Music Education Grants – What We’ve Learned and How We Are Responding

Music Education Partnership Grants

In 2022, Chorus America was presented with a remarkable opportunity to impact some of our communities’ youngest singers, which resulted in the establishment of the Music Education Partnership Grants program. This initiative is Chorus America’s first endeavor into grantmaking, and the program was developed in collaboration with Community Advisors to uphold the principles of access, diversity, equity, and inclusion (ADEI).  

During the 2022-23 school year, Chorus America supported 20 nonprofit and school partners. While projects and partnerships vary in scope and design, all aimed to foster cultural exchange, community co-creation, and to address the inequities in music education that have been perpetuated by a history of systemic racism.

The opportunity for impact was great, not only for specific communities engaged and utilizing grant funding, but for larger learnings for the field. For this reason, Chorus America engaged the talents of independent researcher, Ayesha Casie Chetty, to understand the impact of grant supported projects and how funding impacted partner organization’s operations. We are delighted to share some of the insights from her quantitative and qualitative research, which resulted in the publication of the report, Cross Cultural Learning Through Song.

The report revealed some key findings on the power of musical school partnerships and how Chorus America and other funders might be better positioned to support future work in this space.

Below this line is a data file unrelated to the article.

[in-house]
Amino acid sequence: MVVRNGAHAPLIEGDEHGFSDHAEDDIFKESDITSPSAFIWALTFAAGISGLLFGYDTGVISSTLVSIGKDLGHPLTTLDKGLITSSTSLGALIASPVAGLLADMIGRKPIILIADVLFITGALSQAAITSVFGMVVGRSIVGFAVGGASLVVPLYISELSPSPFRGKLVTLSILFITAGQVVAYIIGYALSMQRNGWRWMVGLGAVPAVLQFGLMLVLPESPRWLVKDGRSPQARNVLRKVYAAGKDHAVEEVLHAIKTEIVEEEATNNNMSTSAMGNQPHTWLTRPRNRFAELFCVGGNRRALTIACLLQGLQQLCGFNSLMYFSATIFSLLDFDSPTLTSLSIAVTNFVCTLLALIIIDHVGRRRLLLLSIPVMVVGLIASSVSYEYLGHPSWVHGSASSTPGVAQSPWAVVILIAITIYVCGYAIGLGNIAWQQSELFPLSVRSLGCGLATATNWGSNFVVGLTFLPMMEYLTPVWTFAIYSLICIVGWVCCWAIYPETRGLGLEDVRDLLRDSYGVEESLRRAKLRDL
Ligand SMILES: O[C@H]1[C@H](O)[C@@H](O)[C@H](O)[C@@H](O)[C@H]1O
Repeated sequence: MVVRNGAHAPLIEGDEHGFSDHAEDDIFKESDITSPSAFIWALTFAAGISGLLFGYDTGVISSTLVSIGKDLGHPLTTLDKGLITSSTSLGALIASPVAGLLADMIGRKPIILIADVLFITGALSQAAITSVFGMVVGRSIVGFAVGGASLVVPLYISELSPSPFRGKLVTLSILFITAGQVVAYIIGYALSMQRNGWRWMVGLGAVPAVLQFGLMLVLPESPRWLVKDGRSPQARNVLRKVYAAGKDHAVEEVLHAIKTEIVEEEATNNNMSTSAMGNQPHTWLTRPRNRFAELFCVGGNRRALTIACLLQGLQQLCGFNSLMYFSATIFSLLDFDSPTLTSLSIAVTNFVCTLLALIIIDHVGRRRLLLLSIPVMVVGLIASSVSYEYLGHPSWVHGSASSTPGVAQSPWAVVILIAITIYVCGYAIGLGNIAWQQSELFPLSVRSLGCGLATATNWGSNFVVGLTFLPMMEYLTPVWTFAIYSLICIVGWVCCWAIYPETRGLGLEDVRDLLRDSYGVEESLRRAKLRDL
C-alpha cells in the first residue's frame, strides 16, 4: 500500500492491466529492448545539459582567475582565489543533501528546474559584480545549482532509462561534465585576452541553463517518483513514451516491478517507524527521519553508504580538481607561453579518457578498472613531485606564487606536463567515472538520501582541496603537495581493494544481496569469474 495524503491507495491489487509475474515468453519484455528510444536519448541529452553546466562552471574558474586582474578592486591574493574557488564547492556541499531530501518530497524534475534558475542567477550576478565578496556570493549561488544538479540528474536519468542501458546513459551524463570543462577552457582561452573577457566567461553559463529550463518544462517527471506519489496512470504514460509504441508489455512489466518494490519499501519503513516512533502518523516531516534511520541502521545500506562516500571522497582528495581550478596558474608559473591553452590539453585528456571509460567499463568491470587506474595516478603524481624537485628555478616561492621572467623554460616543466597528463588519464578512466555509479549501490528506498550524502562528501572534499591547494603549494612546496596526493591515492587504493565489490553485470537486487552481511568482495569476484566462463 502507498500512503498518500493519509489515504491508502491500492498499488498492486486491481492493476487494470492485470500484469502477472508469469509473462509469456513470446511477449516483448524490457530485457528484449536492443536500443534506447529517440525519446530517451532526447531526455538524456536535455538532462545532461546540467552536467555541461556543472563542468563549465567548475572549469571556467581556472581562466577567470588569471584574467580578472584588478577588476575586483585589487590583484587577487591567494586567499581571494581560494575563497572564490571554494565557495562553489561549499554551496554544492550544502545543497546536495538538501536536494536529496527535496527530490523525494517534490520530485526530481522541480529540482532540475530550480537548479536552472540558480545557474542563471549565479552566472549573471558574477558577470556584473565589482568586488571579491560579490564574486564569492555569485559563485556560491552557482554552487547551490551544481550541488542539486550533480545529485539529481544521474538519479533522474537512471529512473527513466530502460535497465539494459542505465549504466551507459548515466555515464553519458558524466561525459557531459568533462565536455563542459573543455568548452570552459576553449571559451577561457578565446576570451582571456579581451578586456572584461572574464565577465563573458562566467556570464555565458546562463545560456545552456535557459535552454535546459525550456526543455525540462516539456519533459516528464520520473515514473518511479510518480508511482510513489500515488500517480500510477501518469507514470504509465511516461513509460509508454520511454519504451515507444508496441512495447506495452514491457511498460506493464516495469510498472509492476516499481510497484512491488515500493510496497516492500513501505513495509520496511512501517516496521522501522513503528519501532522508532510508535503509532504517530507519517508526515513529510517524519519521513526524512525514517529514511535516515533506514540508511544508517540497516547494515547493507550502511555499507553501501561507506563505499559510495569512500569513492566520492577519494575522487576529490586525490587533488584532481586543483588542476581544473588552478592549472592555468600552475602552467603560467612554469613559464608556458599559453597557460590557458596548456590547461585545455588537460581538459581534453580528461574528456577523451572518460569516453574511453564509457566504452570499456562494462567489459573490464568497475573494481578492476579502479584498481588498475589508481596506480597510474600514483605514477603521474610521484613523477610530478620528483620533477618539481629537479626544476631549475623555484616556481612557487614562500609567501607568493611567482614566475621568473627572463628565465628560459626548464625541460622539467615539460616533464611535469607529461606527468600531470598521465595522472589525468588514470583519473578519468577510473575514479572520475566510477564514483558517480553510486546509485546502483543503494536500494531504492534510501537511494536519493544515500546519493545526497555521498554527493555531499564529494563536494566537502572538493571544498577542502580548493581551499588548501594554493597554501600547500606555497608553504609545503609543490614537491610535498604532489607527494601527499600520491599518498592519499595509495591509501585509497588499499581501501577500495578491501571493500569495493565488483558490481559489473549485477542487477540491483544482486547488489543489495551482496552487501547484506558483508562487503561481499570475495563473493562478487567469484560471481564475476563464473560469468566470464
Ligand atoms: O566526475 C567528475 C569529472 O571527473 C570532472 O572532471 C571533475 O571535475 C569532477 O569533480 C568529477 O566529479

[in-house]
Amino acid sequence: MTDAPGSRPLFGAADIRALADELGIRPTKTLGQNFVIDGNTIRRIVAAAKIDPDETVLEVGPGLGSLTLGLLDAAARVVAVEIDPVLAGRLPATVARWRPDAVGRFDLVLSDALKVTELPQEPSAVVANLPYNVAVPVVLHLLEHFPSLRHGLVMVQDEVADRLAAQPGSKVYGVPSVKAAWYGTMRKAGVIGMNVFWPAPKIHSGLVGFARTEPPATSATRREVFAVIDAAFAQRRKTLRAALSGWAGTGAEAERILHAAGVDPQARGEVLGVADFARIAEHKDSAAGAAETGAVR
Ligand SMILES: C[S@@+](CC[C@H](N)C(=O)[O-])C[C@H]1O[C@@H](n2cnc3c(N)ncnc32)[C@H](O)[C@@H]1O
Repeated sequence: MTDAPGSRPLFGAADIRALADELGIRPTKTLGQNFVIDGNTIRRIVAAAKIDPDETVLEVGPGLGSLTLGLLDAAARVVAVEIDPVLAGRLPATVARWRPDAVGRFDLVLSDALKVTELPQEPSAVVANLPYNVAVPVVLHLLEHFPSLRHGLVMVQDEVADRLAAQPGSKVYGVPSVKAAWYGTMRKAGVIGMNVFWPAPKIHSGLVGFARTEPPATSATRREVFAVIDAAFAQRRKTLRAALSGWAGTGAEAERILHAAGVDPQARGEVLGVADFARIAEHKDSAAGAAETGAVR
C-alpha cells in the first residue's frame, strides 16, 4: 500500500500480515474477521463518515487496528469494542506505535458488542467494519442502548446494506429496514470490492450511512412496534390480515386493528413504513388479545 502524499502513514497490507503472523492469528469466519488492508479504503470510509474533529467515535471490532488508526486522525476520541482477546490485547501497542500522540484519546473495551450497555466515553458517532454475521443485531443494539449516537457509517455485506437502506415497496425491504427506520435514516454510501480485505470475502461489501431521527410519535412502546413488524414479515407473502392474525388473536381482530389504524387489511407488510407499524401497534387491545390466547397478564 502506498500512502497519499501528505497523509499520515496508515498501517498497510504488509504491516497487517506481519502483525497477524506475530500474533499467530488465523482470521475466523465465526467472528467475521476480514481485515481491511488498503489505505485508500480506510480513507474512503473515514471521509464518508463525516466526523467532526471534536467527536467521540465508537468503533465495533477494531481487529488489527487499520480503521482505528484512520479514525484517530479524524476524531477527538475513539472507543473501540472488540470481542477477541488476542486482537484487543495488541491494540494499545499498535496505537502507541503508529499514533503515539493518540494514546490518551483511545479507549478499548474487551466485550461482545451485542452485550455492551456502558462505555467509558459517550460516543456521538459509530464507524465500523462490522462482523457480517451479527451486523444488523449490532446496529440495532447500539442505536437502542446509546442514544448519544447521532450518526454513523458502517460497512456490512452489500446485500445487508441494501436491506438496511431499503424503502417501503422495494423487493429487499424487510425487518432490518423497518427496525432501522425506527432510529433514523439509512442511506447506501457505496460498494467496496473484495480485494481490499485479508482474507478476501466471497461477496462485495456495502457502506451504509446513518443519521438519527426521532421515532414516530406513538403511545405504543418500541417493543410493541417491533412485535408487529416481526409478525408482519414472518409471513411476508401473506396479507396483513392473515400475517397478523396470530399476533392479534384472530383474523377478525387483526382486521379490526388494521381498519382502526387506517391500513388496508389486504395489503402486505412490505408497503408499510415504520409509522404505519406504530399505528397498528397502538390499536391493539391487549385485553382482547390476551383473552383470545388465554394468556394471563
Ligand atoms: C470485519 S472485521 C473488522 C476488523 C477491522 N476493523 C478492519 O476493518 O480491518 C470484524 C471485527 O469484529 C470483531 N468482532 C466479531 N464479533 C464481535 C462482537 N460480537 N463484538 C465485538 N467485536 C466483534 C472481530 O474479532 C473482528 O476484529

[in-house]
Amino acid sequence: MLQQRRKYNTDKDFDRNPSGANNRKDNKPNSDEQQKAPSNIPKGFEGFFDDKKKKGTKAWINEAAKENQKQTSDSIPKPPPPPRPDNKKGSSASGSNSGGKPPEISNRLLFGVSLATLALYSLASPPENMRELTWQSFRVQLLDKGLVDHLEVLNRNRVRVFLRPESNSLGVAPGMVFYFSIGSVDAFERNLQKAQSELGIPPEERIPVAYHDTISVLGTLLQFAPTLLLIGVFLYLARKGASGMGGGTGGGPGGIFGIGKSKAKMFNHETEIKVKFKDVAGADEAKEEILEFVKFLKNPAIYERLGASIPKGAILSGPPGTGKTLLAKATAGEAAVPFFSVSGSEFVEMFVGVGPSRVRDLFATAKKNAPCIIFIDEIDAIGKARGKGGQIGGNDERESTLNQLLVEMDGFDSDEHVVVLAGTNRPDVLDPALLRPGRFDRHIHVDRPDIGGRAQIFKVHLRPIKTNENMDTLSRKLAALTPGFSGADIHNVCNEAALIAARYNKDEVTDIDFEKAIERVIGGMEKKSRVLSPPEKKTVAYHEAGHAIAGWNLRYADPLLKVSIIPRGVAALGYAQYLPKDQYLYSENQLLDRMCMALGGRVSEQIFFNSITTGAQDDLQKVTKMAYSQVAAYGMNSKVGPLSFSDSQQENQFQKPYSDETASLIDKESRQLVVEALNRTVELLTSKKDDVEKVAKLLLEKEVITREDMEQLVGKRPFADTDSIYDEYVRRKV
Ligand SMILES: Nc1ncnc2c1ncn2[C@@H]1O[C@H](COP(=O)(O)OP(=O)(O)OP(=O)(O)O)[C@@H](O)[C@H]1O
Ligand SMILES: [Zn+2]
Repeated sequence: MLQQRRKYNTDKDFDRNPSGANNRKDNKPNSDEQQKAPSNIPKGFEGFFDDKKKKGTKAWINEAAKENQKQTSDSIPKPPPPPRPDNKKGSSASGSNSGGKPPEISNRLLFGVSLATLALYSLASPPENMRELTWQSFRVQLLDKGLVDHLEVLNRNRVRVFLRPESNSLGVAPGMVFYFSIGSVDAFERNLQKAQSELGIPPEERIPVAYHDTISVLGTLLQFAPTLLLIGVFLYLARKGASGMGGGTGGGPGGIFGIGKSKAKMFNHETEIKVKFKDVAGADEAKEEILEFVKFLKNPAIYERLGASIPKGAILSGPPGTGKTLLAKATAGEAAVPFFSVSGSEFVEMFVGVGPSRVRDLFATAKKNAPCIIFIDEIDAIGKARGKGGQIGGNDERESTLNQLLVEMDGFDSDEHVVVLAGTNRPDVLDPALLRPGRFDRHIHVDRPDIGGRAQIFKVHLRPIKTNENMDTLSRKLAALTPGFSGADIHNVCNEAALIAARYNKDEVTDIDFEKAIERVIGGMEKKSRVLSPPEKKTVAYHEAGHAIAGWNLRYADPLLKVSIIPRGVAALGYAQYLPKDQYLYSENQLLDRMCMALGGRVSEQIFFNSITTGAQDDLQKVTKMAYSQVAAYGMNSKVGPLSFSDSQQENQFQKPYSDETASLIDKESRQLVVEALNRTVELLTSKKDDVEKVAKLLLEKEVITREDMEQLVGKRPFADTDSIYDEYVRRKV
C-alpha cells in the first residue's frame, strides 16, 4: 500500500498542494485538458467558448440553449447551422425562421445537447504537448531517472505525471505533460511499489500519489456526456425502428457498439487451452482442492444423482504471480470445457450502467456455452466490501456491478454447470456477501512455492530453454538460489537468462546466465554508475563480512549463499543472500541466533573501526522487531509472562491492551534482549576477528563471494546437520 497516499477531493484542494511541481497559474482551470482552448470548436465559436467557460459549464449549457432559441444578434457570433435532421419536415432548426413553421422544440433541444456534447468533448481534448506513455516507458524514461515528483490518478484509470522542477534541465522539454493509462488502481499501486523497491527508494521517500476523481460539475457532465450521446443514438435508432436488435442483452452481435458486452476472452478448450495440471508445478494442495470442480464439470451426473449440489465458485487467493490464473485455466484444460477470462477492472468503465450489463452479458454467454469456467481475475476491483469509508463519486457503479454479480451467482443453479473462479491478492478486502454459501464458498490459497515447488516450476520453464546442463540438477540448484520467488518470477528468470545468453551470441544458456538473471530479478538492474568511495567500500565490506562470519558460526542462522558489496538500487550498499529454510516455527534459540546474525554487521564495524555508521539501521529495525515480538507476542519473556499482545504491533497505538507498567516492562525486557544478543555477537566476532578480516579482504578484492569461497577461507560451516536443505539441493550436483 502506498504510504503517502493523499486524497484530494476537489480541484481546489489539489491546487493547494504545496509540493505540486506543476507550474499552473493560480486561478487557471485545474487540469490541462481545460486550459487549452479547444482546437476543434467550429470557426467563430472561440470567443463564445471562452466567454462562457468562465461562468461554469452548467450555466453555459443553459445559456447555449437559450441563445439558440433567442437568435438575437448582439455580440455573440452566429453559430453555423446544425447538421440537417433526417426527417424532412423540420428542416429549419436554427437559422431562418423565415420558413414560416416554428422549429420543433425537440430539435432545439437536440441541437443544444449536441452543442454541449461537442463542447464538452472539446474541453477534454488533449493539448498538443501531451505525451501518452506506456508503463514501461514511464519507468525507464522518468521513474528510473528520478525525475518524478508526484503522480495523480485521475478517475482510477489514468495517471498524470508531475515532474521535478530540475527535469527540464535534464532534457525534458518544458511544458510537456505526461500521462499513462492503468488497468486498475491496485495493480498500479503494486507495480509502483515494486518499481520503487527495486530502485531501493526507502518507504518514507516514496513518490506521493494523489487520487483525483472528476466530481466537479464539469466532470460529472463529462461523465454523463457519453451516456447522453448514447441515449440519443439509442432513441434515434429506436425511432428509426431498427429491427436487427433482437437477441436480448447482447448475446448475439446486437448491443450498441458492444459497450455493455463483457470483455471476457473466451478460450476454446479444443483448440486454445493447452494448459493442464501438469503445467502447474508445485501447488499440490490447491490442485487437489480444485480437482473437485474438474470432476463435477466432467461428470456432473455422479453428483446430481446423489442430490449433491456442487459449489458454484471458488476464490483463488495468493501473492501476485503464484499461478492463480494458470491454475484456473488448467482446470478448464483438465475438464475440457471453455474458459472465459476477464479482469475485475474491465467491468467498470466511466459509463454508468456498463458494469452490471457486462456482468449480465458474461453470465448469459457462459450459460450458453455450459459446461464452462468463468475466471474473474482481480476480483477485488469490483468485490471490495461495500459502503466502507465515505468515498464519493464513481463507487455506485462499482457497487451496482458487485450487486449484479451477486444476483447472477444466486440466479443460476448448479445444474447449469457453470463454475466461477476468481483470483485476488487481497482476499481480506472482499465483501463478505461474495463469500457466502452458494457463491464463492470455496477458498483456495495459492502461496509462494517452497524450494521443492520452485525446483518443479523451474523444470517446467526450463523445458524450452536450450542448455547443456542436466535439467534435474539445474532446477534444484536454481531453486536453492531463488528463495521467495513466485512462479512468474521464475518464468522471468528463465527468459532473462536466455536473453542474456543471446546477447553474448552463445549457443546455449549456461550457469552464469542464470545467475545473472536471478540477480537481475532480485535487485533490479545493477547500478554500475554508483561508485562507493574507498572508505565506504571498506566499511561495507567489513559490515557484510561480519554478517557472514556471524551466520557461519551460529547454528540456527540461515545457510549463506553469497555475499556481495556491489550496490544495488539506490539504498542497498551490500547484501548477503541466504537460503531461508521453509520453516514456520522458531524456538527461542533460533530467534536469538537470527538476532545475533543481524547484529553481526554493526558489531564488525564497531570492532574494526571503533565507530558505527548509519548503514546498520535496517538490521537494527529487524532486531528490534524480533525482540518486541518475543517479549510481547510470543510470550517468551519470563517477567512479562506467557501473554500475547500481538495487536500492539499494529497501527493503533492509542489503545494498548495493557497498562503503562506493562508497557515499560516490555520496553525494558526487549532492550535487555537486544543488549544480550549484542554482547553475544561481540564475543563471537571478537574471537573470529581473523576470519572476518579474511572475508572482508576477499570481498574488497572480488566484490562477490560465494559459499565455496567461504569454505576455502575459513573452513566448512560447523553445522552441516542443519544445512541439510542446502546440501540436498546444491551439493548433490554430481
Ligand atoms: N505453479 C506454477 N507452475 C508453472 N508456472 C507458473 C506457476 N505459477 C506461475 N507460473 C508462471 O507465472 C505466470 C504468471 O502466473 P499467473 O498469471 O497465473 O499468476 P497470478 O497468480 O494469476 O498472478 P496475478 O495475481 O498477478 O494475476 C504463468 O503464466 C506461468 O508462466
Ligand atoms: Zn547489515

• Culturally diverse singing opportunities empower students and build community.  Teachers and program partners observed higher student engagement and excitement for learning music about their own and other’s cultures. Cross-cultural connections helped students develop a vocabulary and framework for understanding others’ perspectives and building cultural competency. Further, singing together provided an avenue for students to connect with community leaders, elders, and other generations. 

  • Learning was not limited to students – impact was observed among teachers and school culture.  Many grants introduced teachers and school administrators to new musical traditions and skills through professional development and access to new resources, allowing non-music teachers and school administrators to connect how these partnerships met other curricular and school-wide goals.

  • Funding allowed partner organizations to invest in people and ADEI.  Grants supported the teaching and administrative labor required to build relationships, implement, and evaluate this work. This investment in people provided the resources and space to continue partners’ commitment to ADEI in a community-centric way.

Casie Chetty’s research also addresses the many systemic challenges and barriers faced by grant partners, many of which have been exacerbated by the pandemic. Issues around teacher retention, navigating district bureaucracies, lack of transportation, and logistical challenges are discussed in the report, along with suggestions on how choral leaders, school partners, and philanthropy can work together to address them.

This is just a highlight of the many insights from the report. We encourage you to join us for a webinar on September 26 at 2PM EST to learn more about the findings from the 2022-23 Impact Report, Cross Cultural Learning Through Song, and the projects funded.

During the webinar, we will also be sharing our response to the learnings from this report, including a new request for proposals for the Music Education Partnership Grants program. In the next grant cycle, Chorus America will accept applications between October 2 – November 17, 2023 to support nonprofit-school partnerships during the 2024-25 and 2025-26 school years. More information about the Music Education Partnership Grants, including the full grant guidelines will be available on our website here at the end of the month. 

Kimberly Theodore Sidey is the director of grants at Chorus America, where she oversees the organization’s grantmaking and review process, collection of data and impact, and learning cohort for Chorus America’s grant partners.